Jan. 11 (UPI) — Researchers with the Smithsonian’s National Museum of Natural History have discovered 18 new species of pelican spider, a group of arachnids that look as absurd as they sound.
The new species were discovered living in the jungles of Madagascar, an African island in the Indian Ocean that hosts a plethora of endemic plant and animal species — species not found anywhere else on Earth.
Arachnologists Hannah Wood and Nikolaj Scharff conducted their survey using specimens collected during their own field work as well as spiders found during an arthropod survey organized by the California Academy of Sciences.
Most spiders are opportunistic, eating whatever gets stuck in their web. As such, many spiders occasionally eat other spiders. Pelican spiders, however, eat only other spiders — and nothing else.
Their unique anatomy is specifically designed for spider consumption. The spiders use their long, curved pelican-like neck and fang-tipped mouthpieces to quickly impale their victims. The long neck allows the spider to hold its victim away from the rest of its body so as to evade potential counterattacks.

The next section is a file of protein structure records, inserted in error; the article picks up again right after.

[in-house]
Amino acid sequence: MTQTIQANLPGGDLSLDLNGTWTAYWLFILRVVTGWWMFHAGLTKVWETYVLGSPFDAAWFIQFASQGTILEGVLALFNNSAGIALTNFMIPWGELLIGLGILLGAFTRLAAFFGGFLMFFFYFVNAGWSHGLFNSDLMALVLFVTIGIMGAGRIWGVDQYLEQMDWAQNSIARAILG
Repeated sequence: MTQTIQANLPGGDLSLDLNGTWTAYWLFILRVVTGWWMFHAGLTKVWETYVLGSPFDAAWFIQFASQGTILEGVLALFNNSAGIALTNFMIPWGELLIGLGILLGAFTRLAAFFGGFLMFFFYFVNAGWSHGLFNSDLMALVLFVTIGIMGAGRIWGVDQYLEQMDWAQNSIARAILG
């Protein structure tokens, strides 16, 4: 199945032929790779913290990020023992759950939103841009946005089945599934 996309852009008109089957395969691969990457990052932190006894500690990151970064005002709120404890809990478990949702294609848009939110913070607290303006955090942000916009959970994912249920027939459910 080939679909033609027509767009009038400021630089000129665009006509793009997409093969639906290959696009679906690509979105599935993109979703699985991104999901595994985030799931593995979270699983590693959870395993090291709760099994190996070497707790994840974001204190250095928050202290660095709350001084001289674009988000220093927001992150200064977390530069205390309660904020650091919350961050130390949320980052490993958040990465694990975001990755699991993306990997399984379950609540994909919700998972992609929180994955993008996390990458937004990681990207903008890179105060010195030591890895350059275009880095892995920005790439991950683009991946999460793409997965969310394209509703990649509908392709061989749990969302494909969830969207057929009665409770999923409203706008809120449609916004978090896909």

“These spiders attest to the unique biology that diversified in Madagascar,” Wood said in a news release.
Pelican spiders form what’s known as the Archaeid family, named for their ancient origins. Several of the species of pelican spiders living on Madagascar were discovered preserved in ancient amber and presumed to be extinct before they were found in living form.
“These spiders have likely been on Madagascar since Pangaean times, 180 million years ago,” Wood told Smithsonian.
Madagascar is now home to 26 distinct species of pelican spider, 18 of which were described this week in the journal ZooKeys. But Wood expects the total will increase sooner rather than later.
“The coolest part of the study,” Wood said, “[is that] there are so many species we don’t know about. And in Madagascar, this is common, for arachnologists to be finding and describing new species.”